The 24th of April, 2018, marked the 100th anniversary of the Second Battle of Villers-Bretonneux ― the first tank-versus-tank skirmish in history. The battle took place in Northern France towards the end of the First World War, in 1918, and was also the first time that the German A7V tank saw serious action. The predecessor of one of the greatest tank industries of the Second World War faced the revolutionary British Mark IV tank.
The prelude to this encounter came as the Imperial German Army was preparing for a large offensive, known as the Spring Offensive, after Russia had exited the war due to the 1917 October Revolution. This event enabled the Germans to transfer the bulk of its forces that had been tied to the Eastern Front westwards to France. But time was of the essence, as 1917 was also the year the United States of America entered the war in Europe, annulling the German’s slight numerical advantage.
Thus, the offensive had to be conducted before the U.S. Expeditionary force arrived on the continent and who, together with its Allies, the British and the French, would be able to deliver a potentially fatal blow to the German army.
The Second Battle of Villers-Brenneux followed the first, which took place in March 1918 and was also an effort to contain the advancing Germans. The town of Villers-Bretonneux was a strategic point for the Germans as they could use the terrain to observe and direct bombardments of the city of Amiens, some 10 miles away.
After the first battle, which lasted from 30th of March to 5th of April 1918, the Germans had been repulsed from Villers-Bretonneux, but less than 20 days later they were ready to try to take the town once again. The British together with Australian and French forces suffered great casualties, but were able to hold the town and its surroundings.
During their next push, the Germans sent 14 out of a total of 20 of their newly-produced A7V tanks to Villers-Bretonneux in hopes of making a breakthrough using the new weaponry which was capable of providing cover for infantry and destroying machine-gun pillboxes along the frontline. Initially, the Germans made a breakthrough, capturing the town of Villers-Bretonneux which lead them to quickly assemble and try to capture Amiens.
Once they heard of the armored presence in the sector and that Villers-Bretonneux had fallen, the British responded by sending three Mark IV ― two of them “female” which meant they were armed only with machine guns, and one “male” armed with two 6-pounder guns ― who soon faced three A7Vs.
The encounter happened near the village of Cachy, 8 miles southeast of Amiens. The “male” tank was commanded by Lieutenant Frank Mitchell, while on the opposite end he met with the A7V nicknamed “Nixe”, commanded by Lieutenant Wilhelm Biltz, with two more German tanks on its flanks.
Biltz first fired upon the “female” British tanks who decided to retreat as their machine guns were useless against the German armored vehicle. “Nixe” then entered into a deathmatch with the “male” tank. Mitchell was forced to maneuver excessively, due to constant artillery fire which covered the offensive.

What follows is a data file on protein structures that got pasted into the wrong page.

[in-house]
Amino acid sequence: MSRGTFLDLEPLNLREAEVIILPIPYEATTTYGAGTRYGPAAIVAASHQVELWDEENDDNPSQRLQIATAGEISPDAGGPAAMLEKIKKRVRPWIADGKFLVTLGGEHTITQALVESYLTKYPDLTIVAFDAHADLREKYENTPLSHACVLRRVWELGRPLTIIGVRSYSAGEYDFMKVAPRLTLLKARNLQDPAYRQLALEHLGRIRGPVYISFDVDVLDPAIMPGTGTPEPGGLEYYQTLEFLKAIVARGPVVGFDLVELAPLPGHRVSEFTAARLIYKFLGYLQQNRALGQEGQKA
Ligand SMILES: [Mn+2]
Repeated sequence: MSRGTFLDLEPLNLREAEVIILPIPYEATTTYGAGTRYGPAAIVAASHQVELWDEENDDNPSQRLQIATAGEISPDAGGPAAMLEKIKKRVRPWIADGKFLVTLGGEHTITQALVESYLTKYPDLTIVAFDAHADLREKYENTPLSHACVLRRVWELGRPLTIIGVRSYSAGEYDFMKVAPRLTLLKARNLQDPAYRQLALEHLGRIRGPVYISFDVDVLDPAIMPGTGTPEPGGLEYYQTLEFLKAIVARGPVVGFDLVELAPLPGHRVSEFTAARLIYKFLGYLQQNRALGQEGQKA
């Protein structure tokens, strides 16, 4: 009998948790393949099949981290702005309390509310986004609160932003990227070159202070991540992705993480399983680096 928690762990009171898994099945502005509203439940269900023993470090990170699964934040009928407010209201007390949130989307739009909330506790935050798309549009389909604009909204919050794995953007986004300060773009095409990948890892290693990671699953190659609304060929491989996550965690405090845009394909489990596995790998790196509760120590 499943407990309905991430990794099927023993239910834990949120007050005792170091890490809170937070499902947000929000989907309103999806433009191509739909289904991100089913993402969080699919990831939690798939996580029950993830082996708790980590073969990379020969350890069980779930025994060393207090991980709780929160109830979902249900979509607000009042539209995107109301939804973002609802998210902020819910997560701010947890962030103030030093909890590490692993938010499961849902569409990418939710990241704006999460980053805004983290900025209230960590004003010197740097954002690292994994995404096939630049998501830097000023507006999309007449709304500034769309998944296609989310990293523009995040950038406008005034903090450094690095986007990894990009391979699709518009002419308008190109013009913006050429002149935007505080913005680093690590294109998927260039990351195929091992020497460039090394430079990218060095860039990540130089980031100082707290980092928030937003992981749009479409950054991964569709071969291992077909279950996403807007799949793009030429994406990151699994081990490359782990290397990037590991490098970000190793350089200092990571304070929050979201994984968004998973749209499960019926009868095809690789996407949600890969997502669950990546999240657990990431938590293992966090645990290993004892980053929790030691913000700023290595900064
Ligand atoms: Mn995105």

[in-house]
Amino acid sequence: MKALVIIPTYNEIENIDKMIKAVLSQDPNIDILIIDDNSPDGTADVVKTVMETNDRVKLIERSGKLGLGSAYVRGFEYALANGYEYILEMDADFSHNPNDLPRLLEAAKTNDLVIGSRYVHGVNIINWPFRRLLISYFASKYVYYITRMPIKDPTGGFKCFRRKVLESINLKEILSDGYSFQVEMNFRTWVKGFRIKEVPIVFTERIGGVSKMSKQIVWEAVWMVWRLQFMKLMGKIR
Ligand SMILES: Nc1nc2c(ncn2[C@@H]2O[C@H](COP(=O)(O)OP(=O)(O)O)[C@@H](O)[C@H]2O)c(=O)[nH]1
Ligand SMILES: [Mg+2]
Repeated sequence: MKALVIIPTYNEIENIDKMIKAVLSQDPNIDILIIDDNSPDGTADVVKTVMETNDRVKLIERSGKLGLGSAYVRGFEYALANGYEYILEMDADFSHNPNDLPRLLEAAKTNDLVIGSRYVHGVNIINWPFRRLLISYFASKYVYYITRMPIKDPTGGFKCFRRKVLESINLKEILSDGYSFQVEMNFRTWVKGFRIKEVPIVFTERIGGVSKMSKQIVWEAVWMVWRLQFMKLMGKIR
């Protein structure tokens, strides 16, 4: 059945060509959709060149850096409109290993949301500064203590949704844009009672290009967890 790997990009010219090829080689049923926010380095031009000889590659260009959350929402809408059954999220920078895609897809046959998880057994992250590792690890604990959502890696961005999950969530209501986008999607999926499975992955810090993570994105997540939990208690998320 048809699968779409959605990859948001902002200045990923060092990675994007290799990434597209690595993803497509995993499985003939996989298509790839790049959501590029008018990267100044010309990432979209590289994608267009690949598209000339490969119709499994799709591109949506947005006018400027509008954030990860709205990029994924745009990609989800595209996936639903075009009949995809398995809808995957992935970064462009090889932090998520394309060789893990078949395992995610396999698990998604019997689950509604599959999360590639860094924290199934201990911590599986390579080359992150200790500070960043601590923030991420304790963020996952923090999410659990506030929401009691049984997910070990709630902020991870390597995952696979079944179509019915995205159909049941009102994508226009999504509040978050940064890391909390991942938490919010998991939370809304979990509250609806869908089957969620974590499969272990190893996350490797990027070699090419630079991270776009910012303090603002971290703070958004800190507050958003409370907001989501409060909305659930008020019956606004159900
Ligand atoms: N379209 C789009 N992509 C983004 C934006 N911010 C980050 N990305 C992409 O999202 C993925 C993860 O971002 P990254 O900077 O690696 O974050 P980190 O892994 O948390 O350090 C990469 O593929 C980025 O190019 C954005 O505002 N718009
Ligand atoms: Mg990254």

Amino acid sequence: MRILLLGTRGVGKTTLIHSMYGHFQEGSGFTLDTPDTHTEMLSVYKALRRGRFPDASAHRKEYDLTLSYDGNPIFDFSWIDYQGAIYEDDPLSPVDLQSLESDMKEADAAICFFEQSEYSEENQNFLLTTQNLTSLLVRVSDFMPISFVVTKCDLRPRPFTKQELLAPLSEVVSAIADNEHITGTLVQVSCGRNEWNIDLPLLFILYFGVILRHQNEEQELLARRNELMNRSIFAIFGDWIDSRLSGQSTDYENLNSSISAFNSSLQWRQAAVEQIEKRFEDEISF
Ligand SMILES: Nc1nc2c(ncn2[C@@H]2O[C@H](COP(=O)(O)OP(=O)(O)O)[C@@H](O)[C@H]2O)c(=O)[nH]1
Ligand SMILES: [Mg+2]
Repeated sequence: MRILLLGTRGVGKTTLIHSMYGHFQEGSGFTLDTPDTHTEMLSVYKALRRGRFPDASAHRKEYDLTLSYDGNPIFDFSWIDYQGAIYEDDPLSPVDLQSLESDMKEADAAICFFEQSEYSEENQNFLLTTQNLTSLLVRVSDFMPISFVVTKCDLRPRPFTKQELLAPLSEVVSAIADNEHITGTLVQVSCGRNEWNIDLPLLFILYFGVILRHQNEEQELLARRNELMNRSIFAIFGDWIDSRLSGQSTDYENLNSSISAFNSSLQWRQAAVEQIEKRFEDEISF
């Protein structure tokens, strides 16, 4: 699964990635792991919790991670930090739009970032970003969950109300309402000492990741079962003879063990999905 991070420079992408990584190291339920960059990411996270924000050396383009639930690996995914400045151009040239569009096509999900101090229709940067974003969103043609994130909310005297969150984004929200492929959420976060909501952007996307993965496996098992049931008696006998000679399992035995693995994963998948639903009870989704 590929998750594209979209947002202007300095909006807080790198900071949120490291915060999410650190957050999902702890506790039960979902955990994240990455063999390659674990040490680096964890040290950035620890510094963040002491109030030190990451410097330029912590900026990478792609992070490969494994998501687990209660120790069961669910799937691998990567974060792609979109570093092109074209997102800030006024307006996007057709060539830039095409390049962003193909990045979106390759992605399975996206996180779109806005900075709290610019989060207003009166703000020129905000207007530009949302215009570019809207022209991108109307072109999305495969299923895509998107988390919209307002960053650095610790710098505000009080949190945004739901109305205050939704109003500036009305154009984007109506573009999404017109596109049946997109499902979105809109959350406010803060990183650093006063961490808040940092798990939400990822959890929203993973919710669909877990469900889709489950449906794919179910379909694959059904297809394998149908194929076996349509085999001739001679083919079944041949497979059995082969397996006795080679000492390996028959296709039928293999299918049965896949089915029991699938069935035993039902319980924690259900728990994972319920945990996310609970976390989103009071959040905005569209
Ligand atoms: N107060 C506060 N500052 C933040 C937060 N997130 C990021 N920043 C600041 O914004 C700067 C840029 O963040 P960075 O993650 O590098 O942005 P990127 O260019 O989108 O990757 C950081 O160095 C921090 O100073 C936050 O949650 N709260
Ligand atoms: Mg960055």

After exchanging fire with no success, the British tank managed to stop for long enough for the gunner to hit his target. The gunner used his chance well, for he managed to hit “Nixe” not once but three times, knocking it out of the duel.
The crew of 18 men, including Lieutenant Biltz, abandoned the tank and started fleeing, but nine of them were gunned down by machine gun fire from the British tank.
Mitchell then proceeded to face the two remaining A7Vs, which were now supported by a bulk of infantry, all the time still under constant artillery fire. His maneuvering skills proved to be remarkable as he managed to avoid the heavy shelling while firing on the enemy tanks. German tanks, which were a much too valuable asset to be lost easily, decided to abort their attack and started retreating.
The Mitchell’s Mark IV fired on the retreating enemy, killing many of the troops involved in the combined assault with case-shot. Soon after Mitchell was joined by seven of the new British Whippet medium tanks, who also provided fire support against the German infantry, gunning them down and even running over them.
Three of the Whippet tanks were lost due to intense artillery fire that covered the retreat of German troops, and a mortar shell damaged one of the tracks on the Mark IV, forcing its crew to abandon it.
Mitchell and three other surviving crewmen managed to reach a British trench, sealing the first ever recorded tank-versus-tank victory in history.
The Allied counter-attack that followed foiled the German plans to take Amiens and once again captured the Villers-Bretonneux, even though skirmishes continued in the months to follow, as the area never fell completely under Allied control.
The Spring Offensive, although unsuccessful in the end, saw some of the most intense battles of the war, causing thousands more to lose their lives. The encounter between tanks during the battle opened a completely new chapter in the history of warfare ― one that would soon enough turn the focus of military investments into the production of armored vehicles intended to assume the leading role on the battlefield.